Home » Gardening » Image from page 381 of “Garden and forest; a journal of horticulture, landscape art and forestry” (1888)

Image from page 381 of “Garden and forest; a journal of horticulture, landscape art and forestry” (1888)

Image from page 381 of

Identifier: gardenforestjour41891sarg
Title: Garden and forest; a journal of horticulture, landscape art and forestry
Year: 1888 (1880s)
Authors: Sargent, Charles Sprague, 1841-1927
Subjects: Botany Gardening Forests and forestry
Publisher: New York : The Garden and forest publishing co.
Contributing Library: Smithsonian Libraries
Digitizing Sponsor: Biodiversity Heritage Library

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Text Appearing Before Image:
e garden of theman who, like many Americans, is away from home duringthe summer months and wants his garden attractive beforethe hot weather drives him to the sea-shore or to the moun-tains. Now, a plant like D. Mezereum, which does its workfor the year between the first of April and the first of July,showing all its beauty during these few weeks, is the plant ofall others for the spring garden. It is hardy ; it flowers everyyear; it is not very particular about soil or exposure, and itonly grows two feet high. These would seem to be qualitieswhich would make a plant popular; and it is remarkablethat florists and small nurserymen, who make a business ofsupplying plants for the door-yards and small gardens of ourcities and their suburbs, have not yet got hold of the Mezereum.Perhaps it is because it takes some time to make a plantlarge enough to sell, as the Mezereum cannot be struck fromsoft-wood cuttings like Hydrangeas, Spirasas, and other coarse- 366 Garden and Forest. [Number 180.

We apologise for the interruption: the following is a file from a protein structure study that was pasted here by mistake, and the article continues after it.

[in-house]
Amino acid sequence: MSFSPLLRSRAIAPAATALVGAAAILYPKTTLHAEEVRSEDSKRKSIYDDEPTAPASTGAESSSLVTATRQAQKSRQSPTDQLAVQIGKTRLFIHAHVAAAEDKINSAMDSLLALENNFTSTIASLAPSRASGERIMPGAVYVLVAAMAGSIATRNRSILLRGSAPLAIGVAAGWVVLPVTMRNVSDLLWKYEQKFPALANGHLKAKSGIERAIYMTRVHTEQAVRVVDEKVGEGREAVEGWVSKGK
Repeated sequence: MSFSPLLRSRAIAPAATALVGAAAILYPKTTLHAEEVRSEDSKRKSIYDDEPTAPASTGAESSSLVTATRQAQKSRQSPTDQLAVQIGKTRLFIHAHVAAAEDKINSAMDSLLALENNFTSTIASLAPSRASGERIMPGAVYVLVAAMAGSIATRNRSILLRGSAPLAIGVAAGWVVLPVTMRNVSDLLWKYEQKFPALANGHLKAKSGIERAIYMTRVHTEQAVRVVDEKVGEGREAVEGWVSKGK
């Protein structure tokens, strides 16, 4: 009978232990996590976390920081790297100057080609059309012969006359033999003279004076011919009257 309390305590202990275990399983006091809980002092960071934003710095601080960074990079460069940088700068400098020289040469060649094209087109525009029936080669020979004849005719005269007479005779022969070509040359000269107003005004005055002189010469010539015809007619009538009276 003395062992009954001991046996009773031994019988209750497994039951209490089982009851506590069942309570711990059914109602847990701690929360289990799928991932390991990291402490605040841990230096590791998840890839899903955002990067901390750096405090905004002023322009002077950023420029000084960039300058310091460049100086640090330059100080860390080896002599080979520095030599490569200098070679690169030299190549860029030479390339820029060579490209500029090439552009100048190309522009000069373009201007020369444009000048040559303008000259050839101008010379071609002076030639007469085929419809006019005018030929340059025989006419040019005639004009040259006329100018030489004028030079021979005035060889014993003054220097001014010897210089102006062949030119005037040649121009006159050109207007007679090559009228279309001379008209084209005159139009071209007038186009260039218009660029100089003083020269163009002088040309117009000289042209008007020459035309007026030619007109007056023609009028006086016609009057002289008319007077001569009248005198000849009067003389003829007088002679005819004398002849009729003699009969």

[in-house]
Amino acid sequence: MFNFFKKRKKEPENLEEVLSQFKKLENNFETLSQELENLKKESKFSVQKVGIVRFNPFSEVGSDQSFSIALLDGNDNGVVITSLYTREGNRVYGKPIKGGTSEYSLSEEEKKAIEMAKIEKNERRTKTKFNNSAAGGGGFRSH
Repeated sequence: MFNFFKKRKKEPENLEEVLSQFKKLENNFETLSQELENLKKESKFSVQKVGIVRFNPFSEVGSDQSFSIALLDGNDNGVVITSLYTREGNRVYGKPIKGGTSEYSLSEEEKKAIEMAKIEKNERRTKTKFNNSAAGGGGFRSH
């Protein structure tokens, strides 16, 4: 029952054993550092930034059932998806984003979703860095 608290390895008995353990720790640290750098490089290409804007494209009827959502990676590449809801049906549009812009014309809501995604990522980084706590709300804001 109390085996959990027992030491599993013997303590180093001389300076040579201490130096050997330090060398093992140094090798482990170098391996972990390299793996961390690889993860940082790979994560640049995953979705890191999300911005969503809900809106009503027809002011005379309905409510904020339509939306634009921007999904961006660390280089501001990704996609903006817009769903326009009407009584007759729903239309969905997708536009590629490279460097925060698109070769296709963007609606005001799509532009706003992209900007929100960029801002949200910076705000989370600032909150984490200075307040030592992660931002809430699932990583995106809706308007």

Text Appearing After Image:
Fig. 61.—A New Hampshire Brook-side.—See page 361. August 5, 1891.] Garden and Forest. 367 growing shrubs. Bigness and cheapness are still, unfortu-nately, the chief factors which influence the choice of thegreat proportion of American plant-buyers. The popularplant is pretty sure to be the one which will grow quickest tothe largest size, and is therefore the most profitable plant to sell.^ The florist and the nurseryman set the fashion in planting*for nine-tenths of us Americans, and until we instruct our-selves about plants and learn their good and bad points so as tohave opinions of our own, we must be satisfied with second-handknowledge, and go on planting what we are told are the finestnovelties which have appeared for years. We can get some ideaof a plant by reading about it, or by seeing a picture of it; ifit is not one of those pictures used to decorate that branch of theliterature of horticulture from which most people draw theirinspiration ; but the real way to know a pl

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Posted by Internet Archive Book Images on 2014-07-30 07:49:19

Tagged: , bookid:gardenforestjour41891sarg , bookyear:1888 , bookdecade:1880 , bookcentury:1800 , bookauthor:Sargent__Charles_Sprague__1841_1927 , booksubject:Botany , booksubject:Gardening , booksubject:Forests_and_forestry , bookpublisher:New_York___The_Garden_and_forest_publishing_co_ , bookcontributor:Smithsonian_Libraries , booksponsor:Biodiversity_Heritage_Library , bookleafnumber:381 , bookcollection:biodiversity , BHL Collection , BHL Consortium

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